Churros – Mexican Doughnuts

Churros:Mexican Doughnuts

The history of churros begins in China, where Portuguese merchants first ate crispy fried pastry for breakfast. When they brought this treat home, they swapped the traditional salt for sugar and the churro was born.

In Mexico today, churros and hot chocolate are sold for breakfast from many a roadside food stall. At La Boca Loca, we serve churros with individual small dishes of warm orange-chocolate sauce for maximum dipping pleasure.

You can make this dish child friendly just by leaving out the alcohol in the sauce.

 

Churros/Mexican Doughnuts

The history of churros begins in China, where Portuguese merchants first ate crispy fried pastry for breakfast. When they brought this treat home, they swapped the traditional salt for sugar and the churro was born. In Mexico today, churros and hot chocolate are sold for breakfast from many a roadside food stall. At La Boca Loca, we serve churros with individual small dishes of warm orange-chocolate sauce for maximum dipping pleasure.
Course Breakfast, Dessert
Cuisine Mexican
Keyword treat

Ingredients

Equipment

  • large pastry bag fitted with a large star-shaped tip 11mm
  • kitchen shears
  • deep-fry thermometer optional

Batter

  • 2 cups flour
  • 2 cups water
  • 200 g butter
  • 3 eggs beaten
  • vegetable oil for frying

To finish

  • 50 g caster sugar
  • 2 teaspoons ground cinnamon

Orange-Chocolate Sauce

  • 250 g dark chocolate chopped
  • 250 ml orange juice
  • 30 ml tequila
  • 30 ml Cointreau or other good-quality orange liqueur

Instructions

  1. Place flour in a large bowl and set aside. Put water and butter in saucepan and bring to a boil. Remove from heat. Pour water -butter mixture over flour, then mix into a batter. Allow batter to cool for 10 minutes, then add beaten eggs to the batter in three batches, whisking until smooth.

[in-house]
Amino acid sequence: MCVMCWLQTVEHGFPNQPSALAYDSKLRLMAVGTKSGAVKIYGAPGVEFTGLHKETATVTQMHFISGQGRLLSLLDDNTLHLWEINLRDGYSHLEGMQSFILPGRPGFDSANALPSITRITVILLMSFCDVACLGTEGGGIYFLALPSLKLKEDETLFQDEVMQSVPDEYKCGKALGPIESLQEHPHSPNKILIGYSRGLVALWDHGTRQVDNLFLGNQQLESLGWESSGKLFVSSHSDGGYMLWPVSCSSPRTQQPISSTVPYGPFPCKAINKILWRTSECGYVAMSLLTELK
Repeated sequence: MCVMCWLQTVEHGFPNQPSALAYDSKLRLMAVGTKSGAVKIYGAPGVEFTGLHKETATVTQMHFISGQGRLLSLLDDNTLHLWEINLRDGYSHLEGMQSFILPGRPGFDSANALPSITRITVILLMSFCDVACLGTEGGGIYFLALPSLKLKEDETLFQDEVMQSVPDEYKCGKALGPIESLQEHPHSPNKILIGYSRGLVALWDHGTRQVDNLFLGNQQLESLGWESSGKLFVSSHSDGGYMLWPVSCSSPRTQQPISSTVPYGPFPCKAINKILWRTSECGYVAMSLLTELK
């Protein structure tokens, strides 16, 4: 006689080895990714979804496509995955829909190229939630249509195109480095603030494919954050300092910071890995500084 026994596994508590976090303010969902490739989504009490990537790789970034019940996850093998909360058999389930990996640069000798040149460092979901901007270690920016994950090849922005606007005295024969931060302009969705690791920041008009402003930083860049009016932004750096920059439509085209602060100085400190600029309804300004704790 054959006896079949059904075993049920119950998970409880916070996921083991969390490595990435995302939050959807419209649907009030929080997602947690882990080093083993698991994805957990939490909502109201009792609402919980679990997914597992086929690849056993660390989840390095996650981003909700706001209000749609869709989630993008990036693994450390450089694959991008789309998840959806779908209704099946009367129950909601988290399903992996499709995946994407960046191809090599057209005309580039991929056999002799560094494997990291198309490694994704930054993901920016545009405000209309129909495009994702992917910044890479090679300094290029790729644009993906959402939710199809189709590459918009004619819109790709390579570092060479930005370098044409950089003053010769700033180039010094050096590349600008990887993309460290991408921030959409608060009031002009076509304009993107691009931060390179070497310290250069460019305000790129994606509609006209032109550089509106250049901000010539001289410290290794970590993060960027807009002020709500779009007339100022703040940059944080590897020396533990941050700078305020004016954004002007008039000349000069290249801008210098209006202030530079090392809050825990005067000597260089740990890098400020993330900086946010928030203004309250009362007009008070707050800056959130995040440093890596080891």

2. Choose a smallish fry pan with straight sides, one that is not too deep, so churros will be easier to handle. Add enough oil to come about a third of the way up the side of the pan. Heat oil to 170°C. (To test temperature, drop in a small piece of bread. If it browns in about 30 seconds, oil is ready).
  3. While oil heats, combine sugar and cinnamon in paper bag or shallow dish; set aside. Load the pastry bag with cooled churro dough. Squeeze the bag to pipe churros directly into the hot oil, using kitchen shears to cut dough off the pastry tip every 7 to 10cm. Watch out for splashing oil!
  4. Cook a few churros at a time; avoid overloading the pan, which will drop the oil temperature. Churros are done when they turn a lovely golden brown. Retrieve each churro with tongs or a slotted spoon and transfer to a paper towel–lined plate. Once all churros are cooked, drop churros in the cinnamon-sugar and shake gently to coat.
  5. To make chocolate sauce, place chopped chocolate in a heatproof bowl. Bring orange juice to a boil in large saucepan. Lower heat and simmer until orange juice is reduced by half. Carefully add tequila and Cointreau; they will flame! Cook until alcohol is cooked off and flames die down. Pour juice mixture through sieve onto the chocolate and whisk until smooth.

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